Terry Tufts,
The Better Fight
(Borealis, 2005)

I first saw Terry Tufts play at the Quarter Moon Coffee House in Bloomfield, Ontario, two decades ago. He was a fine guitar picker then and, if anything, he's improved his guitar style. His lyrics are thoughtful and more mature. He sings pretty well, too, a strong folksy tenor with some range.

Here on The Better Fight, his seventh album over those last two decades, this skilled musician presents himself as a committed environmental warrior and makes a strong statement for a green future. The title track appears to be his personal statement about living simply, getting off the grid and back to basics. He delivers it in a gentle, sincere and believeably nouveau-rustic way, showing the influence of a long line of Ottawa-area musicians, specifically Ian Tamblyn.

There is some variety: "Pursuant to My Nature" is a nice instrumental, showcasing his guitar. On both "Dirty Little War" and the anthemic title track, for instance, he hits the mark with some good hooks and melodies, keeping it simple and direct. On "Awake Ye Drowsie Sleeper," a traditional song, he handles it deftly, showing some vocal range and guitar virtuosity, and making clear he can do the Fairport-Pentangle thing pretty well. Sometimes he veers into jazz, and even dips into '70s soul. Tufts and his backing musicians show versatility and skill.

I can't say I am a huge fan of his lyric writing, though. He's won a number of songwriting competitions but, lyrically, he's a bit predictible and earnest, with sometimes a lack of concreteness. The commitment is surely there, but its surely well-trodden territory.

To his credit, Tufts does swing for the fences in "Embracing the Addiction" with serious socio-political commentary: "Every father destined to perpetuate this cruel charade / Every mother destined to give birth astride an open grave." Tough words. Unfortunately, that song as a whole is probably the biggest swing-and-a-miss on the whole CD -- overly ambitious, both musically and lyrically. Some of it simply misses the mark: "You used to stand back and observe the overview / It may be time we sat down and / analyzed the points misconstrued." Tufts fails to carry this track, but you've gotta give him points for trying.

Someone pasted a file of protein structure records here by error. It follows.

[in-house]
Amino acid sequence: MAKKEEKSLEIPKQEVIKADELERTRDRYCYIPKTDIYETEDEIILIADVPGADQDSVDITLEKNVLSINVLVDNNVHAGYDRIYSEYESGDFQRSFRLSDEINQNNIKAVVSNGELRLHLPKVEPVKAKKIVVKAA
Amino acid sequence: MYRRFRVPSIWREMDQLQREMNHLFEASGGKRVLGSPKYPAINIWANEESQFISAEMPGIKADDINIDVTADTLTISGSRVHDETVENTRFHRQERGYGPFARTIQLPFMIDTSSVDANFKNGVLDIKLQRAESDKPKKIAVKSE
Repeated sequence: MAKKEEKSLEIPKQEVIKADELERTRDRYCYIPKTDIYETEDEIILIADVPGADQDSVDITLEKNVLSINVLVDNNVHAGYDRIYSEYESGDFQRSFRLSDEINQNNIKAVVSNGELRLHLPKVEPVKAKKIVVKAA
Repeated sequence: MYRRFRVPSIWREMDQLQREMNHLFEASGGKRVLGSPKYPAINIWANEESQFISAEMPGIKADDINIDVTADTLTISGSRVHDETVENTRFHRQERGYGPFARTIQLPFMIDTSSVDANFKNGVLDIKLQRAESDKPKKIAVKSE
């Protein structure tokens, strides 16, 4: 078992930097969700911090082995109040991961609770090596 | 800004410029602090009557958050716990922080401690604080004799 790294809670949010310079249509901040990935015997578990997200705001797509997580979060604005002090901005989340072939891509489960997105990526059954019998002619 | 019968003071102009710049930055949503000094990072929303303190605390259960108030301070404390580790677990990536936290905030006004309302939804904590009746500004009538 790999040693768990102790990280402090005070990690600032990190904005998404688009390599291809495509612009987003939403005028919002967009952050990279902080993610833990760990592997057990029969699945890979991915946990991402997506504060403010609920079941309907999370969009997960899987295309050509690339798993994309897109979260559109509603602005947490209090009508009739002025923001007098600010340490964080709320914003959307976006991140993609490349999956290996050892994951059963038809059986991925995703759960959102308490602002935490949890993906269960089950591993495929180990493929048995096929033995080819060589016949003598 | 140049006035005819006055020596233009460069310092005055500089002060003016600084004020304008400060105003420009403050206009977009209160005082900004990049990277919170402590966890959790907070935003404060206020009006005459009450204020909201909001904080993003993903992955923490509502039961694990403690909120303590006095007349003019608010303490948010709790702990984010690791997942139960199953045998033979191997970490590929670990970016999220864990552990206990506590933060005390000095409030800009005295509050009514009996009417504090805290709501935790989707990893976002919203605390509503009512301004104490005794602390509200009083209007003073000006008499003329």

Coming to the close of this CD, Tufts goes in yet another direction. After a side-trip to the Isley Brothers ("I Got Work to Do") he finishes up with some good ol'-fashioned Eastern Ontario jazz, featuring his talented accompanists: keyboard player Mark Ferguson, John Geggie on bass, Rob Graves on percussion and Ross Murray on drums on tunes such as the instrumental "Idyll."

Rob Graves has the full range of instruments and appears here to some advantage, but unfortunately, Tufts just doesn't use him enough, or mix him high enough. And some of the arrangements are simply bland (such as "That was You, This was Me"). Jesse Winchester also appears on "Black Velvet Elvis" but, again, his presence isn't remarkable.

This is a nicely produced disc, with some beautiful material and, yes, solid commitment to a good fight -- but as a reviewer I do have trouble recommending it wholeheartedly. Give Tufts credit, though, he is advancing in his craft, and I have a sense he comes closer than most to living his beliefs. Many of us can't come close to that.

[ visit the artist's website ]

review by
David Cox

23 January 2010

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